Acting inappropriate
Losing focus
Failing to fulfill even the most basic requirements and demands from other people

Development problems such as:
Failing to decode norms
Not learning as fast as other children their age

An example:
John has ADHD. He is 10 years old and has just come home from school. The first thing, he needs to do is his homework. If John didn’t have ADHD, he would simply get his books, pencils and paper and begin. But having ADHD this is a much more likely scenario:

John opens his school bag to get his math book. As he grabs the book, a cat walks by outside the window. He lets go of the book and goes to the window to observe the cat. His patient mother reminds him of his homework and he goes back to getting his math book. He places the book on the kitchen table, but as he goes for his pencils his focus is once again disturbed by a yo-yo lying right beside his pencil case. Instead of grabbing the pencil case, he takes out the yo-yo and starts playing with it. Again his patient mother reminds him of his homework… and so on…

Even the slightest thing can disturb John’s focus to something else than he should be focusing on and it is not a question of bad behavior. He just can’t keep focus on what he is supposed to be doing. The impressions of hearing a bird singing outside the window or observing someone walking close to him catches his attention and he simply forgets everything else around him. He has to focus his attention on these new impressions in order to address them – then, he can get back to what he is supposed to be doing.

The behavioral issue in this case emerges as failing to do the fairly simple task of getting out everything needed for doing his home work and failing to organize that very task.

The developmental issue in this case is obviously that not doing his home work will leave him behind in knowledge compared to his class mates.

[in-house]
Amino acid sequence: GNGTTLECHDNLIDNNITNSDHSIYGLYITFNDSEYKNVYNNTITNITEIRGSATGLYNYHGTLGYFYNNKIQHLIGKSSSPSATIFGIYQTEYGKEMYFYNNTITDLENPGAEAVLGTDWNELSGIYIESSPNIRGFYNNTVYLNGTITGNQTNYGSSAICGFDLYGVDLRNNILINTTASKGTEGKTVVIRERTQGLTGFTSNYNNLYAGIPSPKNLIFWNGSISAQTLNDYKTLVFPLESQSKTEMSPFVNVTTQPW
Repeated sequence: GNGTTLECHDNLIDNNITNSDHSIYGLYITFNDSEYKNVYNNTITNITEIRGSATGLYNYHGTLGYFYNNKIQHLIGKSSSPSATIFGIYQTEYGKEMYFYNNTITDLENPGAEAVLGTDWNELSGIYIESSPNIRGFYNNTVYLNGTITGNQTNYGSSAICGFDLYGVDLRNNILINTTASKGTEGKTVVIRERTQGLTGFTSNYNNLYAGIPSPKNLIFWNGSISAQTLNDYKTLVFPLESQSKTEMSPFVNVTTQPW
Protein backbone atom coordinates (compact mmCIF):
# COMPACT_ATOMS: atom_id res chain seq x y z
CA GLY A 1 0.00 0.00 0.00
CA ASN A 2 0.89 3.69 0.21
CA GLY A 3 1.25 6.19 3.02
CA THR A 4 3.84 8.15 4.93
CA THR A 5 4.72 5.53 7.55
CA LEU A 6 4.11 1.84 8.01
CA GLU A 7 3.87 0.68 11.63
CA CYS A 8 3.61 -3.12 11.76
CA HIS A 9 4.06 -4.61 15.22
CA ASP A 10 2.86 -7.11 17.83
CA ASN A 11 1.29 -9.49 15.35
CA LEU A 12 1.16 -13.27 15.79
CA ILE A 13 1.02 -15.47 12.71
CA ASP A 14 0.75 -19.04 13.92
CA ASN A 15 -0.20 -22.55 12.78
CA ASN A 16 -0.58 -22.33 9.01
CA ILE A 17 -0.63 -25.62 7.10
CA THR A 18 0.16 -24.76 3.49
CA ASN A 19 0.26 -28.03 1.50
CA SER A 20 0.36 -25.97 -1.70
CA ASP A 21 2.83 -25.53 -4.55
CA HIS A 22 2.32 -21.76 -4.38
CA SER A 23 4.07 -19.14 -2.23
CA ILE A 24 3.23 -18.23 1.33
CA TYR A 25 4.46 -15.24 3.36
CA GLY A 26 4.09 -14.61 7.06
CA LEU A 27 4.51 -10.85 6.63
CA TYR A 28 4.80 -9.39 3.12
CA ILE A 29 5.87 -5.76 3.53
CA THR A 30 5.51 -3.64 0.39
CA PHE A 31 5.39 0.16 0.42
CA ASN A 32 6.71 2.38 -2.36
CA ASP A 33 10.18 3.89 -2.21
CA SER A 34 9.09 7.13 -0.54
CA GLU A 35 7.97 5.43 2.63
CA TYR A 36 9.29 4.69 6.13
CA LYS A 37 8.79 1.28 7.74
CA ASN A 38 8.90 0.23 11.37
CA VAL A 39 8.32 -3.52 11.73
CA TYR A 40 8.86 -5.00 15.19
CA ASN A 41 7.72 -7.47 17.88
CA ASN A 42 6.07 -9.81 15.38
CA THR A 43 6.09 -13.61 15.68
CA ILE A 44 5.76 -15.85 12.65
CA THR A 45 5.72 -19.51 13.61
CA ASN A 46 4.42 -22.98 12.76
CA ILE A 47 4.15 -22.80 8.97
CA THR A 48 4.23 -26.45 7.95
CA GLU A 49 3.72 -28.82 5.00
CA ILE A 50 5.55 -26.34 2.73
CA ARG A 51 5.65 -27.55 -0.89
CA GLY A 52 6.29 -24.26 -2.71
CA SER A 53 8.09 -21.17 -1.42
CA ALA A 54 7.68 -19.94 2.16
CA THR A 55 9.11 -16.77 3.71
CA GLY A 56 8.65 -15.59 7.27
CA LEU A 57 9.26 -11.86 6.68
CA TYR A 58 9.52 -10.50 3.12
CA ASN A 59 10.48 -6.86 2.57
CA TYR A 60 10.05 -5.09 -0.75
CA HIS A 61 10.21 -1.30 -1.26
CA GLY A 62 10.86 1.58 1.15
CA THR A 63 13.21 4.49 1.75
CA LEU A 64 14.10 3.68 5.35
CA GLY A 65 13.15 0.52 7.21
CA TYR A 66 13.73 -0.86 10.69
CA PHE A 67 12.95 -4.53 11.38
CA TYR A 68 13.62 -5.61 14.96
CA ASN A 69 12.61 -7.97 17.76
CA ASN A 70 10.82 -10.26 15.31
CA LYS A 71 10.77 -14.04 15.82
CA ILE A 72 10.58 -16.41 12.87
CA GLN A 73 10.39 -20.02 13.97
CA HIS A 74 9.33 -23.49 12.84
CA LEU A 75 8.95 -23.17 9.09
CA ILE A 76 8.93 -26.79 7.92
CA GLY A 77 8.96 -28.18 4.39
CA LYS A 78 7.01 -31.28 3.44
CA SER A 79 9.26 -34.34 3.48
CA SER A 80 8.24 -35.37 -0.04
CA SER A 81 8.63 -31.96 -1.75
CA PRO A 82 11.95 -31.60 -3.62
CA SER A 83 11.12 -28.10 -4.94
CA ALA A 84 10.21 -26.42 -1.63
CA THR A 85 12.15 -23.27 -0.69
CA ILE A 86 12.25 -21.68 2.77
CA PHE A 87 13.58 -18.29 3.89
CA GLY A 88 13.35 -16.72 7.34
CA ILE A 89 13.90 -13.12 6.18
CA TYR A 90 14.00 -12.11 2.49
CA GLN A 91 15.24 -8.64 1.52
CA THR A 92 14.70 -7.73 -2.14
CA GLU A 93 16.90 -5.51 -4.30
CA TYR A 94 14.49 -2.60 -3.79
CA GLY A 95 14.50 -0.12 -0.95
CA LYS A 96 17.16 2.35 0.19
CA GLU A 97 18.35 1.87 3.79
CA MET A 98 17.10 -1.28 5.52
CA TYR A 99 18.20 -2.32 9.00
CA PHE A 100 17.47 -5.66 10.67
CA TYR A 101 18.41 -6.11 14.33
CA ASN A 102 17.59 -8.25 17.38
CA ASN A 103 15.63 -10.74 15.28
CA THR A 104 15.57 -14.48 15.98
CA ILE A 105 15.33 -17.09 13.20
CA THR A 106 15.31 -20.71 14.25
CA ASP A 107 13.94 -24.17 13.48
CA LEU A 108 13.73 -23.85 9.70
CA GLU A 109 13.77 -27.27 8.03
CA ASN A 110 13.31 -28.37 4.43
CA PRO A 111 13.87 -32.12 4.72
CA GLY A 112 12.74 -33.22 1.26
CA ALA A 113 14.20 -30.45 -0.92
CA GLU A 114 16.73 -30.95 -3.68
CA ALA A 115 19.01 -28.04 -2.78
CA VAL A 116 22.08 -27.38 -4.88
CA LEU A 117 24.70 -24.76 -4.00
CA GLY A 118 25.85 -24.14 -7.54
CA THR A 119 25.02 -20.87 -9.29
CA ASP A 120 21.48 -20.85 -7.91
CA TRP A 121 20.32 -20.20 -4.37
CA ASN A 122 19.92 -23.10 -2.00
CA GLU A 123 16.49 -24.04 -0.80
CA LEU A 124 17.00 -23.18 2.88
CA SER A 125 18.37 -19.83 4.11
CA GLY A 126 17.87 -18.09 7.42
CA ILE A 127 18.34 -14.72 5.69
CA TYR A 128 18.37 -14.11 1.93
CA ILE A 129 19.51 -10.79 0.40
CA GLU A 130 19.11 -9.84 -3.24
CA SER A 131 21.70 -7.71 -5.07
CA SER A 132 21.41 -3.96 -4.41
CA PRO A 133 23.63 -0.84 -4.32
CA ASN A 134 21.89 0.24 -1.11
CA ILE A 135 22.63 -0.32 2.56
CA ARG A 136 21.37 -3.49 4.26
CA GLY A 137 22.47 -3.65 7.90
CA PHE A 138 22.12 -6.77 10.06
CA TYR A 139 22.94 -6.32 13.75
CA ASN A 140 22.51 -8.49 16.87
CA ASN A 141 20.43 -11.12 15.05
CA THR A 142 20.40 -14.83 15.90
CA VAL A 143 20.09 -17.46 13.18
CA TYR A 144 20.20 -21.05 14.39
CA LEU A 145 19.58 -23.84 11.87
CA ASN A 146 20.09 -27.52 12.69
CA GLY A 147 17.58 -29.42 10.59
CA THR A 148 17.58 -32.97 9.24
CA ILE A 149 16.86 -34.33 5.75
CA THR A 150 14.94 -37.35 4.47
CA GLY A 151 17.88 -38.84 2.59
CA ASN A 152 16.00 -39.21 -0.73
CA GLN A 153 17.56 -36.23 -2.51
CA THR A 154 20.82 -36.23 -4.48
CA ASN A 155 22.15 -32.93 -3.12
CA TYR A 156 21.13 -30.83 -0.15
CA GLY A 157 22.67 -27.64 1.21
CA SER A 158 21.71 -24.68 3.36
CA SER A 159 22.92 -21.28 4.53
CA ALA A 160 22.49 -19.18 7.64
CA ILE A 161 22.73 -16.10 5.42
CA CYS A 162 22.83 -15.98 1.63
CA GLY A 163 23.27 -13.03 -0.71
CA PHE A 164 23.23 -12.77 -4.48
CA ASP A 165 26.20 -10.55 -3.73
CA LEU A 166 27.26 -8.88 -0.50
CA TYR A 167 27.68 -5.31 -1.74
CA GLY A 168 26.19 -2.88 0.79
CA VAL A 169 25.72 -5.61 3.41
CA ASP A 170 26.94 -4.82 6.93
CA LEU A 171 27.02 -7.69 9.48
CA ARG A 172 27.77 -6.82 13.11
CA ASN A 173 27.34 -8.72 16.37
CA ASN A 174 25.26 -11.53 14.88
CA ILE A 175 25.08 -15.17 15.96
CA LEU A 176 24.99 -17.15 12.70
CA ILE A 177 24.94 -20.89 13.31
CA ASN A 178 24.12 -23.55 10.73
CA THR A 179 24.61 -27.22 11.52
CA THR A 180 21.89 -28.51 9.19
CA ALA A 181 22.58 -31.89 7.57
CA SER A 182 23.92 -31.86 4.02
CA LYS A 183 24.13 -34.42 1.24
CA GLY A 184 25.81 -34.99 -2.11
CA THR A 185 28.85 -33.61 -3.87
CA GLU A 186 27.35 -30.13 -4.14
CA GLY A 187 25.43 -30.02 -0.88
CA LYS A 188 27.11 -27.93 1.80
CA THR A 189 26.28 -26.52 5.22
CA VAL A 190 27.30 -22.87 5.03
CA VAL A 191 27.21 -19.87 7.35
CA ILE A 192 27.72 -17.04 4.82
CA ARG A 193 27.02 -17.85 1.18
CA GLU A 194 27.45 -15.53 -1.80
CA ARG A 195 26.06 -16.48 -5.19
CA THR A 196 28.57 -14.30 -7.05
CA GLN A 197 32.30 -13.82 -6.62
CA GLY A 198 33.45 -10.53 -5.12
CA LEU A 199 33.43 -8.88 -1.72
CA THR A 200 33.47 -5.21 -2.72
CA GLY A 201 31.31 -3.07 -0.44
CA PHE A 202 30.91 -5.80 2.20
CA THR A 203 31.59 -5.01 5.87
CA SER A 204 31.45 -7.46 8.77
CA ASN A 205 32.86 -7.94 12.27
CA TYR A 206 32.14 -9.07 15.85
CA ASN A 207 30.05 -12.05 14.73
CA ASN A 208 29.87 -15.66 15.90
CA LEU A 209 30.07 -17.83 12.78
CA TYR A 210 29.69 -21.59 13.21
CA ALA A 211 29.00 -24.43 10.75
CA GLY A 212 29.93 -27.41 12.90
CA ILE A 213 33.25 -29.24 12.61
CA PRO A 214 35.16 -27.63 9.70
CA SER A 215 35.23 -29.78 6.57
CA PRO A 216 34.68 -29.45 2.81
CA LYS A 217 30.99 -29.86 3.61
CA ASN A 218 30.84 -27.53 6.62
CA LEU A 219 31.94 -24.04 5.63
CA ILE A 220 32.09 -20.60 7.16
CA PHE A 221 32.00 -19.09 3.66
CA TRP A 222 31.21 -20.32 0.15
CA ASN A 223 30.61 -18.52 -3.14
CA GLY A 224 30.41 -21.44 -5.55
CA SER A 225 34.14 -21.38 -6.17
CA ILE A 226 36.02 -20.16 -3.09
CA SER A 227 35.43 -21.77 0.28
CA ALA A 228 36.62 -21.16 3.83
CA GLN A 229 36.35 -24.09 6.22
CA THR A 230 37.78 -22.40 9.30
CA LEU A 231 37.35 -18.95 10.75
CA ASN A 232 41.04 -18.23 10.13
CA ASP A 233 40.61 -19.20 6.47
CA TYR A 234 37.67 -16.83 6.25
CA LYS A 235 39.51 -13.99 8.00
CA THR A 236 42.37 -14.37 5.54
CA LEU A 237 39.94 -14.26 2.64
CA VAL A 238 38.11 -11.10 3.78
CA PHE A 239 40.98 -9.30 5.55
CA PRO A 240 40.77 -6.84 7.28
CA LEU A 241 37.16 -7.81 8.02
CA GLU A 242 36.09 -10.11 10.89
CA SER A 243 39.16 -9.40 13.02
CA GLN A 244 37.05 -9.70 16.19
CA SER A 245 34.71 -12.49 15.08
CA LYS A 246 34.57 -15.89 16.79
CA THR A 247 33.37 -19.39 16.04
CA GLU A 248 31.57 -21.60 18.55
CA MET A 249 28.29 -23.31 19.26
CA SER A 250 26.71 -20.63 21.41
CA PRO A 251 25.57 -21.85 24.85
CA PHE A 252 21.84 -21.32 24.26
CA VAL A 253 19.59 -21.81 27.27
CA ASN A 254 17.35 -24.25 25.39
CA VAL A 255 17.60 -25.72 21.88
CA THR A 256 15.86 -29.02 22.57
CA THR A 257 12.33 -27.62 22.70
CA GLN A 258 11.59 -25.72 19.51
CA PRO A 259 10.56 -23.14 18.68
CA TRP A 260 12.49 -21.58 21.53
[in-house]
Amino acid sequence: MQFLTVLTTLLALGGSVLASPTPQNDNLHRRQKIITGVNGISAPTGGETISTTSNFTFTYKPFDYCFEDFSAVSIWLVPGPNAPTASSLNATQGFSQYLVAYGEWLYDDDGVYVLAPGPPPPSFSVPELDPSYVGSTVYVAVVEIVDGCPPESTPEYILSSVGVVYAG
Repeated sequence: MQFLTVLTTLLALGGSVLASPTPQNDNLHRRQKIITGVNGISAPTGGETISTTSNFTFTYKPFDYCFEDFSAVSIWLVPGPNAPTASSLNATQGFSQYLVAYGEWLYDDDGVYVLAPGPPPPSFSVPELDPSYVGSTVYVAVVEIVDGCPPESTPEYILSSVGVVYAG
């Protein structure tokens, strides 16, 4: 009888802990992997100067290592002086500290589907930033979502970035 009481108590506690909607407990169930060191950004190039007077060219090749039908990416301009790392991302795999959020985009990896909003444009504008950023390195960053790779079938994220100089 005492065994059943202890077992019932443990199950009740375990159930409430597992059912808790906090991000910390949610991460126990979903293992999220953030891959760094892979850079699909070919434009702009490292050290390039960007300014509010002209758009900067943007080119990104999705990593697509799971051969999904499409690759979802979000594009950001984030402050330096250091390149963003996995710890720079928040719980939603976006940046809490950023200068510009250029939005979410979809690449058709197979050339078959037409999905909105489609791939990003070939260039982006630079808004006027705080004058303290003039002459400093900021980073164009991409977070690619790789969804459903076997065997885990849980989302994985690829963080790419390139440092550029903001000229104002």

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Thursday, June 6, 2013

An old Vikings' Game

Despite what you might think, playing games is not a new idea in our modern society. Man kind has played games for thousands of years. Both in the middle east, in Africa, America and Europe.
One of these games is "Kings Pin," which I mention in my Sci-fi/Norse-mythology blend,  "Skrymers Glove."
It's an old Vikings' game in which two teams throw wooden sticks to knock down 5 pawns and a king.
Here's what this game is all about including a description on how to make the pieces to the game yourself:

Making the pieces to the game

Pawns: 10 wooden blocks, approx. 2"*2"*4" (remember sanding them to a smooth surface without splinters)
King: 1 wooden block, approx. 2"*2"*6" (for aesthetic purposes you could cut a crown in one end and color it)
Sticks: 6 wooden pegs, approx. 6" long and 1" thick
Markers: 4 wooden pegs with one end pointed

Setting up

The 4 markers are used to mark the playing field. Two markers identify each team's Base Line as shown above. Between the markers, place 5 pawns evenly distributed.

In the other end of the playing field you place team 2's Base Line in such a way that the 4 markers form a square of any size you want. The pointy end goes into the ground (though it is possible to play the game on almost any surface, grass usually is the most fun, because the unevenness makes it more difficult to hit the target.)

Finally, the king is placed in the middle of the field, that is: standing on the spot of where you put the king, the distance to all four markers should be the same.

Playing the game
In turns and standing behind their own Base Line, each team throws 6 sticks trying to knock over the opposite team's 5 pawns. When the team has thrown all of the 6 sticks, it's the other team's turn. When a pawn is knocked over, it's out of the game.

If one of the teams manage to knock over all the pawns, the king is the target.

If a team knocks over the king BEFORE all of the opposite team's pawns are knocked over, that team has lost.

If a team knocks over all the pawns of the opposite team and THEN knocks over the king, that team has won.

NOTE! When throwing your stick, you must hold it in one end and do an underarm throw like when playing soft ball and the stick is not allowed to rotate sideways.

Alternative rules
To make the game a bit more interesting, these additional rules are just the thing:

Traitor Pawn Rule: